The remains of over 200 students were found on the grounds of a desolate former residential school for indigenous children in Canada.
The British Columbia First Nation Tk’emlups te Secwépemc confirmed the body parts belonged to students of the Kamloops Indian Residential School, The Vancouver Sun reports. They were found on the Kamloops reserve using ground-penetrating radar.
Canada’s Prime Minister Justin Trudeau tweeted his sentiments regarding the discovery on Friday (May 28). “The news that remains were found at the former Kamloops residential school breaks my heart – it is a painful reminder of that dark and shameful chapter of our country’s history. I am thinking about everyone affected by this distressing news. We are here for you,” he tweeted.
In a news release issued by Tk’emlups te Secwépemc, First Nation Chief Rosanne Casimir called the discovery an “unthinkable loss that was spoken about but never documented at the Kamloops Indian Residential School.”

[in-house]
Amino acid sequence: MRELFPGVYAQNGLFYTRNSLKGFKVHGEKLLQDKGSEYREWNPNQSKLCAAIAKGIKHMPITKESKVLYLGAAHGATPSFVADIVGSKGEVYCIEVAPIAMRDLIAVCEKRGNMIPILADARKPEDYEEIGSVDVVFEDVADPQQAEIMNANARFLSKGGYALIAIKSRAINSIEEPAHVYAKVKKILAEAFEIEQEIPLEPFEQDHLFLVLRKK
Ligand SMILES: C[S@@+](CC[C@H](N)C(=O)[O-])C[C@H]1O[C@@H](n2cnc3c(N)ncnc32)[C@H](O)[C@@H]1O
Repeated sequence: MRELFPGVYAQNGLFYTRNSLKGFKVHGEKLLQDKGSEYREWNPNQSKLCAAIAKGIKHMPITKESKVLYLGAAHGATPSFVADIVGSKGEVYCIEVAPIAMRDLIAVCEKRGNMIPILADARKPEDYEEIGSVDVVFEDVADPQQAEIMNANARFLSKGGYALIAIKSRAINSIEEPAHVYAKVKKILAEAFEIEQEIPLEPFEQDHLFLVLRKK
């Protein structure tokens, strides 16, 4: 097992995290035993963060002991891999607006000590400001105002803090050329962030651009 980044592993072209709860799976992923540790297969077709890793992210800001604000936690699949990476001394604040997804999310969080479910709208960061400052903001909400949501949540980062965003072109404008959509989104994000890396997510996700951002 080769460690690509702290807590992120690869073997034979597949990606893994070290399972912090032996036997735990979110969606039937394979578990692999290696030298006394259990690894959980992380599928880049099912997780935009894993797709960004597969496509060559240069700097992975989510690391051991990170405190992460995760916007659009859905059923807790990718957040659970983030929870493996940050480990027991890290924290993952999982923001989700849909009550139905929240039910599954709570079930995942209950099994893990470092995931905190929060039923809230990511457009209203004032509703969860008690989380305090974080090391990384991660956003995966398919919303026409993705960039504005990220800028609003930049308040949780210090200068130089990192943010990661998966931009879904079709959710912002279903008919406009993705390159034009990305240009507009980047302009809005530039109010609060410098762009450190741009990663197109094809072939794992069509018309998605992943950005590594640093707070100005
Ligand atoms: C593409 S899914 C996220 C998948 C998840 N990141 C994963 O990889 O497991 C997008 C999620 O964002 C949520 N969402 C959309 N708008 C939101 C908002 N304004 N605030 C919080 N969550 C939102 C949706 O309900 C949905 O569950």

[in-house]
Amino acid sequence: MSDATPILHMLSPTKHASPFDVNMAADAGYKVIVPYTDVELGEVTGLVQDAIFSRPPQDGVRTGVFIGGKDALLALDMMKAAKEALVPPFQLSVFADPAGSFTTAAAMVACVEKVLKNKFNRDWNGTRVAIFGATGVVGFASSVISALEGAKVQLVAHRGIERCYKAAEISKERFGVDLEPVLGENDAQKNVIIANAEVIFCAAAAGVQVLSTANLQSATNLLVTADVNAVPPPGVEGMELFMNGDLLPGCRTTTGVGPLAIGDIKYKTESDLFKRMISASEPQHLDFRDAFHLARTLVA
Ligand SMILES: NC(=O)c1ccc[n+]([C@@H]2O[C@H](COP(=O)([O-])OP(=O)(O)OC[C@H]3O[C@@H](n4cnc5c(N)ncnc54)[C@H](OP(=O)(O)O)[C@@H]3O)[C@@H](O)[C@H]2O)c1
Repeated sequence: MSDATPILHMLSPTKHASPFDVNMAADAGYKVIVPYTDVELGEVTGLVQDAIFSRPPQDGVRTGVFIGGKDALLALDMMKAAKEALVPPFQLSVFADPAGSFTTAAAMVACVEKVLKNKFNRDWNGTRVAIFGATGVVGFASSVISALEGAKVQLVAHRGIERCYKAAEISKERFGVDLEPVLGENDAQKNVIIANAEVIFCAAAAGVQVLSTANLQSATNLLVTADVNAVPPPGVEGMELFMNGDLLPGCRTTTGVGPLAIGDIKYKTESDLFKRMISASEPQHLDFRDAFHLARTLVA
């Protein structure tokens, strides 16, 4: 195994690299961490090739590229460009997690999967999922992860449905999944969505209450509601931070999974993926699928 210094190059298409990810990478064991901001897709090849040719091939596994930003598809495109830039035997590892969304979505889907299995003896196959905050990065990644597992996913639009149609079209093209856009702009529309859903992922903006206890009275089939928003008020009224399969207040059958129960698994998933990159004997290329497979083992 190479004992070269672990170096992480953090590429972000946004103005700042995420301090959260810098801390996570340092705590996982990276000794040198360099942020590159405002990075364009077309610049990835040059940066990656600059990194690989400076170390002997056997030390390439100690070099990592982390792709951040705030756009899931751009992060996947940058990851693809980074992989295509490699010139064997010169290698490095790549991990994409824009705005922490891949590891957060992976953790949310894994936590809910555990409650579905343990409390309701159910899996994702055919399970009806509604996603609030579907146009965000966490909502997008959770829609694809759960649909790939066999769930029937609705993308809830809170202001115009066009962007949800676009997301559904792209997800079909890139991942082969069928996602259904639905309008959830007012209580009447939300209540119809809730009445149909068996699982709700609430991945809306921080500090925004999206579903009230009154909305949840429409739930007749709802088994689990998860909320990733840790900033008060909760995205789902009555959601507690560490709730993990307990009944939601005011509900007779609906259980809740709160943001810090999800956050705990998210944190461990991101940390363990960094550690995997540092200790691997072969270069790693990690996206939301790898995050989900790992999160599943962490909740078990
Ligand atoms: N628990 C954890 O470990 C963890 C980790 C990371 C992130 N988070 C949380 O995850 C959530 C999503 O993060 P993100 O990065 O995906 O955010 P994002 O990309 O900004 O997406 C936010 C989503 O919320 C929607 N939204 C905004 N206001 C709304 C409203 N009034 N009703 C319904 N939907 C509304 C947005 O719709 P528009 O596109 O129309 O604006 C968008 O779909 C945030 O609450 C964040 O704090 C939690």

Casimir believes the deaths are undocumented and that some of the children found were as young as three. “Given the size of the school, with up to 500 students registered and attending at any one time, we understand that this confirmed loss affects First Nations’ communities across British Columbia and beyond,” Casimir said in the release. “Access to the latest technology allows for a true accounting of the missing children and will hopefully bring some peace and closure to those lives lost.”
The chief said the efforts to identify the remains was led by the First Nation’s language and cultural department in addition to ceremonial knowledge keepers, who made sure everything was “in line with cultural protocols.”
The Times Colonist, a daily news publication for the city of Victoria, BC reports the school was once the largest in Canada’s residential school system. The school closed in 1978, according to the Tk’emlúps te Secwépemc Nation.
According to Reuters, a 2015 investigation into Canada’s harsh residential school system found indigenous children were forcibly separated from their families amid a “cultural genocide.” The report highlighted horrific physical abuse the students endured such as rape, malnutrition and other harm. It found more than 4,100 children died while attending residential schools across the country, which were mostly run by Christian churches from the 1840s to the 1990s.